I pulled myself together, and we encouraged him to his feet and back into his stable. I then flew to the cottage to grab my friend, who had just started to make breakfast and hauled her out into the yard. I had to muck Scarlet out, who was by this point calling to Comet, so I instructed her to ensure Comet didn’t roll. She isn’t even remotely horsey, and she stared at me, aghast.
Her: “What? You want me to… what?”
Me: “Make sure he doesn’t roll. He can lie down if he wants to, but if he tries to roll you’ll need to get between him and the ground.”
Her: “But he’s a horse! He could crush me!”
Me: “Don’t be ridiculous, he’s too small to do you any real damage. If he rolls he could twist his gut and that will kill him. And then I’ll kill you.”
So my sweet, city born and bred friend, knowing she had no choice, obediently went in with Comet and spent the next hour on her knees next to him, preventing him from rolling – which he tried to do multiple times. I tied Scarlet up next to Comet’s box while I mucked her out, and she kept poking her long nose into his stable, whickering to him, which was adorable and also heart-breaking.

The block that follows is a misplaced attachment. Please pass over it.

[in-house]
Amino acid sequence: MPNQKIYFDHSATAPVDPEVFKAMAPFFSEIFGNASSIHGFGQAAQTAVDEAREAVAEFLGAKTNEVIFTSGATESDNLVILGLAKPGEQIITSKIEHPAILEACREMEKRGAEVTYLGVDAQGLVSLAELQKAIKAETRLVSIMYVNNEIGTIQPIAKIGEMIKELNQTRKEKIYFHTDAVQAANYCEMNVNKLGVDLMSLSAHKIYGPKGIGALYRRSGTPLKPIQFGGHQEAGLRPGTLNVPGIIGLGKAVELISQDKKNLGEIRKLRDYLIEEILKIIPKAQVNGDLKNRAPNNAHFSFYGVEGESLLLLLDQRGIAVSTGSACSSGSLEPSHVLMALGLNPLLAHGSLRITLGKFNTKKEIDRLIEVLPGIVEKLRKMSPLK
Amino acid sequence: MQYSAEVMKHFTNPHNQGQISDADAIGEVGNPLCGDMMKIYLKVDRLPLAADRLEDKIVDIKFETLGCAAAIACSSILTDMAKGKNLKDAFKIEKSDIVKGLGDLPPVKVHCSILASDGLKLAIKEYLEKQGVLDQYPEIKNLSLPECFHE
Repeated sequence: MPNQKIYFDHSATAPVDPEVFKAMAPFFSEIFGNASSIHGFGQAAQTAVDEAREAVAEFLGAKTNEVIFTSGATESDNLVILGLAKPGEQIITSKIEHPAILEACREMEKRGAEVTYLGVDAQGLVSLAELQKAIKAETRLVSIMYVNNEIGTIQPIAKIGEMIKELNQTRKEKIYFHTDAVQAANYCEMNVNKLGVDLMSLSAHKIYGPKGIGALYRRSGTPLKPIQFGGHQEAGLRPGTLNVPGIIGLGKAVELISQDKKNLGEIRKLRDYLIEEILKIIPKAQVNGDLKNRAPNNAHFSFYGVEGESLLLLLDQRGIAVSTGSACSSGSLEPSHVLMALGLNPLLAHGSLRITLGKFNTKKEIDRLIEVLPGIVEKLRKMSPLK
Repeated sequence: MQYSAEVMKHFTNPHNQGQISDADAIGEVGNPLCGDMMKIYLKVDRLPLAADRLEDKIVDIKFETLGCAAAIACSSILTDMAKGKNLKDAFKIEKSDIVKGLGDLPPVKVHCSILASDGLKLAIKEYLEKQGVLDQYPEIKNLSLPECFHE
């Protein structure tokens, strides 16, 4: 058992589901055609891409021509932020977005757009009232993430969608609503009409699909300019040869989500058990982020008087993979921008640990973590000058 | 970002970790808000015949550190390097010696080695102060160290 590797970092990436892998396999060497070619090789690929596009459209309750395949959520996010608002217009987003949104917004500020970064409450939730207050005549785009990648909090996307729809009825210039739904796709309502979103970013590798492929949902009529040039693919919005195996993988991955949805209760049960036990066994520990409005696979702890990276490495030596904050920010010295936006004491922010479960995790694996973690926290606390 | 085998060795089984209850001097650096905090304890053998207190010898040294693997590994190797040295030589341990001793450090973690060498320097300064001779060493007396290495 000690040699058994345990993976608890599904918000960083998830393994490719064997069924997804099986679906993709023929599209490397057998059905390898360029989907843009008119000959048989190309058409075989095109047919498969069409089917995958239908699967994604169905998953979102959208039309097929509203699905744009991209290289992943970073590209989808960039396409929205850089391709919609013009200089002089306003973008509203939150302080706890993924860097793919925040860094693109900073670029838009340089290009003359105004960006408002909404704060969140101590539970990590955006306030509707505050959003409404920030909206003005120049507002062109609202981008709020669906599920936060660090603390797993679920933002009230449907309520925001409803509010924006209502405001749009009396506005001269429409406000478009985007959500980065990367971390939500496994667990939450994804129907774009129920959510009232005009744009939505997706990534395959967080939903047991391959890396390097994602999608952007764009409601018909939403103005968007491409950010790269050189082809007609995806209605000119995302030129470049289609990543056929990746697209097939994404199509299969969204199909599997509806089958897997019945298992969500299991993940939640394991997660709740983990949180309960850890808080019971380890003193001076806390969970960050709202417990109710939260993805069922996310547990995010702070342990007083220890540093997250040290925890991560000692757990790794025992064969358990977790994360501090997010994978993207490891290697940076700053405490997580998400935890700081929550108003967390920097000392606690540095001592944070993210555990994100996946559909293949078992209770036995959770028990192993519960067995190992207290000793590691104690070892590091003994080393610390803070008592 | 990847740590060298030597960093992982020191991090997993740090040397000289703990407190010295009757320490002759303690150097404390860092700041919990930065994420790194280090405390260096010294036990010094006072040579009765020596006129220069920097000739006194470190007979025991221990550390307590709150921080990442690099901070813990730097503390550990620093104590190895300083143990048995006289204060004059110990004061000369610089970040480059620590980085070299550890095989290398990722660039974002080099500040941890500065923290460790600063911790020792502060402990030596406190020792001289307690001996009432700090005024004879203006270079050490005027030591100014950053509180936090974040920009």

Eventually the vet arrived, and looked slightly taken aback when he saw just how small his patient was. Comet was just lying on the floor of his stable, barely moving, and didn’t even flinch when the vet came in. I’m something of a fatalist so had already assumed that Comet’s number was up, but I was still desperately hoping that the vet would be upbeat about the severity of the colic. He took Comet’s temperature and respiratory rate, and listened to his gut. I couldn’t help but compare it to when Scarlet had colic, and she had thrashed around and poured with sweat, but at least she had been responsive, and aware of the vet. She even had to be sedated to have the dreaded tube threaded up her nose and into her gut, and somehow this gave me hope that she would be OK, as indeed she was. The vet explained that because Comet was so small he wasn’t able to perform a rectal exam to check for impaction (which is what Scarlet had), and therefore couldn’t diagnose the colic to be medical or surgical, ie. whether drugs would fix it or if he would need surgery. He also said Comet seemed very poorly indeed, at which point I did what any self-respecting adult does in times of crisis – I cried. Again.